Microbiome gut, Clostridium difficile, Microbiota, Microorganisms


Exploiting the host-microbiome interactions for favorable physiological conditions is an emerging focus in research medicine. Changes in the gut microbiome have dramatic effects upon essentially all systems of the body such as the cardiovascular [1], respiratory [2,3], integument [4], musculoskeletal [5], neurologic [6], endocrine [7], renal [8,9], reproductive [10,11] and immune [12] systems. Additionally, a dis-biosis in the gut microbiome has been implemented in a number of important diseases [13]. It appears that there is a significant level of interconnectedness between host physiology and microbial populations that may provide far-reaching opportunities to enhance general physiology.

The advent of fecal transplants for the treatment of Clostridium difficile [14] instigated the need to understand how the gut impacts overall health and physiology continuously expands [15]. While still controversial, the utilization of prebiotics, postbiotics and probiotics as nutraceuticals shows promise for beneficial modulation of the host microbiome [16]. Although these effects may be transient, evidence points to a persistent positive change of the health of the host through the manipulation of the bacteria in the gut microenvironment, as long as the regimen is followed.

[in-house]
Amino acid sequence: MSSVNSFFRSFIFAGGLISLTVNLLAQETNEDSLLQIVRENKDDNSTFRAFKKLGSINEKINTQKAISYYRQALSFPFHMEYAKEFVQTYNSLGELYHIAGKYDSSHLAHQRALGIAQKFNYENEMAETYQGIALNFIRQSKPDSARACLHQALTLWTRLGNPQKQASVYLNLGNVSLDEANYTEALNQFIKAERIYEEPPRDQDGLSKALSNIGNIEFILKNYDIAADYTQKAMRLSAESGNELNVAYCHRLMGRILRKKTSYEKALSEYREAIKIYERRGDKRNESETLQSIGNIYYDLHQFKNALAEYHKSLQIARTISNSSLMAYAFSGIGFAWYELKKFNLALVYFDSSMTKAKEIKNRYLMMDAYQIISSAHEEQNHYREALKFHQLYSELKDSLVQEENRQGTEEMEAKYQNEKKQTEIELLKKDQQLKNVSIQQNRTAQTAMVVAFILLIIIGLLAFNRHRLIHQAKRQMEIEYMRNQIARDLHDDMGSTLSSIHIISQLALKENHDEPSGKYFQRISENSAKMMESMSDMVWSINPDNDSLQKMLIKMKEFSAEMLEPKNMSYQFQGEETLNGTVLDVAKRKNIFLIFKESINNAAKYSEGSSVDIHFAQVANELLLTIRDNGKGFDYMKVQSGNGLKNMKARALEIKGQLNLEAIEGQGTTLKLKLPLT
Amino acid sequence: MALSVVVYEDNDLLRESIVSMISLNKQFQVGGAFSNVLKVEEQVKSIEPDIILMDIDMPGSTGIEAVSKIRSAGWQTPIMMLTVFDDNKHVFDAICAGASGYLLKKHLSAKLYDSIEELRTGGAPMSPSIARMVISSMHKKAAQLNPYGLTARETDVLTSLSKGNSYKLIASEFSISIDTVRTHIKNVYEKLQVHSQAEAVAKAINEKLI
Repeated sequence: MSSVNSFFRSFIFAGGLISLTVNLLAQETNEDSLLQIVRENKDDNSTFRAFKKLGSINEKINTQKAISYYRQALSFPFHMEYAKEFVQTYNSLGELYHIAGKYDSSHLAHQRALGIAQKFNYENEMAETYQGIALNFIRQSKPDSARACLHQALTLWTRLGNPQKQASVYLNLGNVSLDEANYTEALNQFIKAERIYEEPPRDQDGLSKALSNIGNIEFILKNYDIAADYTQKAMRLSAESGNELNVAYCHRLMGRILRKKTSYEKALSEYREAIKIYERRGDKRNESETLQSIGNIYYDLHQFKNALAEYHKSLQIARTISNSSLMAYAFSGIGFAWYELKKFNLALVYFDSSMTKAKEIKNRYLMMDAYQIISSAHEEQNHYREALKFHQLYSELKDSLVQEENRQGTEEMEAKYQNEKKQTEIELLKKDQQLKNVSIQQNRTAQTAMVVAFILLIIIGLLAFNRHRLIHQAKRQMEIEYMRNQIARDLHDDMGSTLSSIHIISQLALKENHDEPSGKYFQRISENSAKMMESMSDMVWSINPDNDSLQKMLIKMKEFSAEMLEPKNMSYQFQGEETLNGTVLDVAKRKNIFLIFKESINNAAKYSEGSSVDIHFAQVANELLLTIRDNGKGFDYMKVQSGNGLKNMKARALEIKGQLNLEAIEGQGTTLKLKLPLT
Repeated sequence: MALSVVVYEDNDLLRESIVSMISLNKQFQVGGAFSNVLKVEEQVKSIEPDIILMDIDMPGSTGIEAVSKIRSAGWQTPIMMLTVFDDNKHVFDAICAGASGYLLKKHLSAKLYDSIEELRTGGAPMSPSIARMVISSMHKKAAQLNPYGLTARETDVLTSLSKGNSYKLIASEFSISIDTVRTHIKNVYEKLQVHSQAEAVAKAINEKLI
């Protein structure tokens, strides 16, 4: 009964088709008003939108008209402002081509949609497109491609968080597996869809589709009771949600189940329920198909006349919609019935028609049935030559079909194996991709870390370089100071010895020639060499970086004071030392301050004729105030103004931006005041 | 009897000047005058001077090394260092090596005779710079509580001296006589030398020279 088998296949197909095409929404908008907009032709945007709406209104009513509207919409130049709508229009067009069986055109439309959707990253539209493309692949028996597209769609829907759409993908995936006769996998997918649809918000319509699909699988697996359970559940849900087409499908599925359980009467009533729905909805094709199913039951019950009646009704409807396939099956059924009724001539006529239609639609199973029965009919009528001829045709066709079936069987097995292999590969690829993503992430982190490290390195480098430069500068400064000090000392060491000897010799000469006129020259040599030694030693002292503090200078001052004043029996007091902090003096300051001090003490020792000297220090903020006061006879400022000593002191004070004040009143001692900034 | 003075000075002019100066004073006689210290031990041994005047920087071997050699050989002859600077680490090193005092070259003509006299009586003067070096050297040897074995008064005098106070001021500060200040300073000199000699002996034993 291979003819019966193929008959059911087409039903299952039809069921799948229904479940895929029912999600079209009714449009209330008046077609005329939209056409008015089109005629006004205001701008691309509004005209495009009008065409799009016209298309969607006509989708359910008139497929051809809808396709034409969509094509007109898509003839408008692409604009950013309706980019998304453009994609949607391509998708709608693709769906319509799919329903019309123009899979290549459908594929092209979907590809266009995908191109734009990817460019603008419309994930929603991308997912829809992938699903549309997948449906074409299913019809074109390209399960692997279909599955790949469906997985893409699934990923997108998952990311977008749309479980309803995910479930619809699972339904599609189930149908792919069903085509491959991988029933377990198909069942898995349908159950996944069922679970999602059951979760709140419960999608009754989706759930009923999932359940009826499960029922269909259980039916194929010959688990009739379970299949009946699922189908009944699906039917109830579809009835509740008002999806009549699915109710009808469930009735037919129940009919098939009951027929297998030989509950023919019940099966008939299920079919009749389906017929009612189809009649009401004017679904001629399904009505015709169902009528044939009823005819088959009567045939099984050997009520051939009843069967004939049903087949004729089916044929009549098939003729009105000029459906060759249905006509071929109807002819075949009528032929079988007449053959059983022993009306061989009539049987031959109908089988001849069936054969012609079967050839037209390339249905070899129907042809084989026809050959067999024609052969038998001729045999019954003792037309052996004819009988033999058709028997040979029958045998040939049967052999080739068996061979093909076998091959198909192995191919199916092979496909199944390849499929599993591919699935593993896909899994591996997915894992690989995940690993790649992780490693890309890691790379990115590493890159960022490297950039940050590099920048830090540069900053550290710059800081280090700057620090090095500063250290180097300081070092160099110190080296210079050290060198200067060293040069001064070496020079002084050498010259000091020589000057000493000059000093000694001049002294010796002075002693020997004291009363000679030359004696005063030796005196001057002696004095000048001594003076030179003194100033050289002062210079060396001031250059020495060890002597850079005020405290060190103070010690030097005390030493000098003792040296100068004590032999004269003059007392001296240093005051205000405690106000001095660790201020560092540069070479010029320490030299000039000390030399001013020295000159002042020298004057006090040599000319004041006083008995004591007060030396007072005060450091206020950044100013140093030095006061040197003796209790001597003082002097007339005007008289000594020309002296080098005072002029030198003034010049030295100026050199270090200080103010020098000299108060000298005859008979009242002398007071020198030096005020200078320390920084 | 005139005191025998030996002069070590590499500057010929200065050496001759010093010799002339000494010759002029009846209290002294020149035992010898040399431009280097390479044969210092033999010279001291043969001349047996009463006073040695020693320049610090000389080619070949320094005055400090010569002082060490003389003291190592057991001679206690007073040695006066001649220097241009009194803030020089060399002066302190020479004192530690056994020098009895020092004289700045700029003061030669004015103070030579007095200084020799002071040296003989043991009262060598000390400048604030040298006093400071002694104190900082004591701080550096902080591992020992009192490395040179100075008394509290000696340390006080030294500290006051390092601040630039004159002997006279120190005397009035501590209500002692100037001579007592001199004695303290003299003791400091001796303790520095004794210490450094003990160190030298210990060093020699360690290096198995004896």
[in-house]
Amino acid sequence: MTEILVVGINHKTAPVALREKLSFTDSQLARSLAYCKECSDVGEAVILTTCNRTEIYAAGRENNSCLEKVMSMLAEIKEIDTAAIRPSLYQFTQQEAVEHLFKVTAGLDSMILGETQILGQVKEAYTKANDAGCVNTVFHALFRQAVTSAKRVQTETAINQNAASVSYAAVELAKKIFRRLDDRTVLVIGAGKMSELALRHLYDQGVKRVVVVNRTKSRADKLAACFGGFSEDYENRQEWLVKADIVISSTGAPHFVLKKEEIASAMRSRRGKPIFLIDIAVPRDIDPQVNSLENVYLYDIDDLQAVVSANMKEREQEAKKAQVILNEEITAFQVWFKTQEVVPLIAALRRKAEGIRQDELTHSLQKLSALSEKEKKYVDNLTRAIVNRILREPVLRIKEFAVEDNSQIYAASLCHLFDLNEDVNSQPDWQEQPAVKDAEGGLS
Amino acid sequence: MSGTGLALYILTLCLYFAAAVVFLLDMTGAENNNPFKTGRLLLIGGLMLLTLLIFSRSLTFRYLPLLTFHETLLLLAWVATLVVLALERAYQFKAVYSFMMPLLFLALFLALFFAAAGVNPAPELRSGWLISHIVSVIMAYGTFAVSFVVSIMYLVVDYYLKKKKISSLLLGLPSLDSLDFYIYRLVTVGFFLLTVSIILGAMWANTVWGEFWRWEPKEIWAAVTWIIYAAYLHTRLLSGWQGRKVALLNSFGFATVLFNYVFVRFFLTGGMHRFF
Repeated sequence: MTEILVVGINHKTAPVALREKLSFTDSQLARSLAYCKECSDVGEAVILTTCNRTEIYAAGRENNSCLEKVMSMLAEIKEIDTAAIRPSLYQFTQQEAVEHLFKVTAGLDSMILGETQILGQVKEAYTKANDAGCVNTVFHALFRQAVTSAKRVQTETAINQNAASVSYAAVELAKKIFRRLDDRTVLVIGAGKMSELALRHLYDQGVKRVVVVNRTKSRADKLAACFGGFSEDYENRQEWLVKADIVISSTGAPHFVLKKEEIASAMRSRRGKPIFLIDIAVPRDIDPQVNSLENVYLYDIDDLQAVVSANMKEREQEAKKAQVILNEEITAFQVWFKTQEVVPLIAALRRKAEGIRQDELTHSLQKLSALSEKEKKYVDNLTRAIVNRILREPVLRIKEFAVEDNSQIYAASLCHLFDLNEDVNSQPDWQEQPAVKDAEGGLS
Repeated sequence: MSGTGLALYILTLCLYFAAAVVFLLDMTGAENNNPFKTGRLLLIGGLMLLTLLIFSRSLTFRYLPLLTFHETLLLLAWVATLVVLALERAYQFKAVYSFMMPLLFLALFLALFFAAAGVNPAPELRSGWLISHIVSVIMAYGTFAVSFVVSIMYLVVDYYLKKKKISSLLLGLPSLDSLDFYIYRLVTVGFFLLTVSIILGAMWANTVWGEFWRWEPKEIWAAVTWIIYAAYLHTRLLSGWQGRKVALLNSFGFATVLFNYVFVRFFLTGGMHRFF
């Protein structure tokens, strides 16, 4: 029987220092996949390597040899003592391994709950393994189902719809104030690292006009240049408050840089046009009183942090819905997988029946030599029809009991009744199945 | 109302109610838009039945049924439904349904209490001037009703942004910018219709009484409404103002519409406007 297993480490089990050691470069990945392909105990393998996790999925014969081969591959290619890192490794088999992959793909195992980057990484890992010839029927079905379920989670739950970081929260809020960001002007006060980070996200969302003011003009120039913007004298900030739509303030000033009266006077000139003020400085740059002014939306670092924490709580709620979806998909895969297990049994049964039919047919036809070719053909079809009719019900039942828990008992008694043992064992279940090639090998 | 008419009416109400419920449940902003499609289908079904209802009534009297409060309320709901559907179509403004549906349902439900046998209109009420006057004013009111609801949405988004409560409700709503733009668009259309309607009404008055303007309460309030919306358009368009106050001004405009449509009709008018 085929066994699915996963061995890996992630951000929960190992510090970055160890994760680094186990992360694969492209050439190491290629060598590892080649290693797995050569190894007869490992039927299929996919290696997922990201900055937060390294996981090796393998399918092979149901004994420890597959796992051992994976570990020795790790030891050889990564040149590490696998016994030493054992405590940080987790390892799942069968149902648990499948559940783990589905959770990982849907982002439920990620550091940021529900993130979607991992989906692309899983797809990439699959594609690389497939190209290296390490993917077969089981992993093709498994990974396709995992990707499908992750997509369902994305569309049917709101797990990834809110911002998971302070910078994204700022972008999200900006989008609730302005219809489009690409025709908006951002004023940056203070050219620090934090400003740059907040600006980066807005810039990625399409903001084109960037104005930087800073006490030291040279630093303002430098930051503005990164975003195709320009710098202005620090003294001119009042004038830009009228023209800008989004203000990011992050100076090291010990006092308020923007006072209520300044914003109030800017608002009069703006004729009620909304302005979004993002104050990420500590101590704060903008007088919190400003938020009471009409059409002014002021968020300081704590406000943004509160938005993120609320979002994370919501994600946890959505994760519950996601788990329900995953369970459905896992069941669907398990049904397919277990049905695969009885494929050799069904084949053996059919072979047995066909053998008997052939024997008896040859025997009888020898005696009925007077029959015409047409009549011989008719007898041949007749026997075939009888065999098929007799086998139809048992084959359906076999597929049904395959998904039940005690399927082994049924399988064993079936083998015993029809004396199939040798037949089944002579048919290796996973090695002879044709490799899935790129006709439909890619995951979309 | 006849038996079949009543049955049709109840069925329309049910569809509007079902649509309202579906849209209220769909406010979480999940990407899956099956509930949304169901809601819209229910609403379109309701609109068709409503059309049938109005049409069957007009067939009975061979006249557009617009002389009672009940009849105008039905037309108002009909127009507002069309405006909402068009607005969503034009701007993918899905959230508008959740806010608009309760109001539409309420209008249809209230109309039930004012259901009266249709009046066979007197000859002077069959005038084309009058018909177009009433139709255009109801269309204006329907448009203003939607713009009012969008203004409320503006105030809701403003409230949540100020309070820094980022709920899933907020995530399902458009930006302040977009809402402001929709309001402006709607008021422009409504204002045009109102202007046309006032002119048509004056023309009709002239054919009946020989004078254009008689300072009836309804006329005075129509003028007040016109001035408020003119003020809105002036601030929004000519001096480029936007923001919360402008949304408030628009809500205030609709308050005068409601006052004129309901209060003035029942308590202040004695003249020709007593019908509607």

Given recent discoveries concerning the ability of gut microbes to modulate host metabolism and physical endurance, biomedical science may have a role to play in increasing the effectiveness and resilience of soldiers in combat situations. This unexplored facet of military medicine is in its early stages but offers long-term, low-cost increases in combat efficiency. We have identified five different branches of microbiome research in which the exploitation of and remodeling of a healthy microbiota can be used for the enhancement of military personnel. These opportunities include: (i) supplementing the microbiota with cellulolytic bacteria to enhance foraging for calories in remote locations; (ii) seeding the microbiota with bacteria actively secreting opioids; (iii) assuaging combat stress with anti-anxiety bacteria; and (iv) using steroid-producing bacteria to enhance overall physical strength; (v) modulating the microbiota to promote wound healing. It is through our understanding of model microbial ecology and application of genetic engineering in the gut that we hope to exploit and optimize these conditions.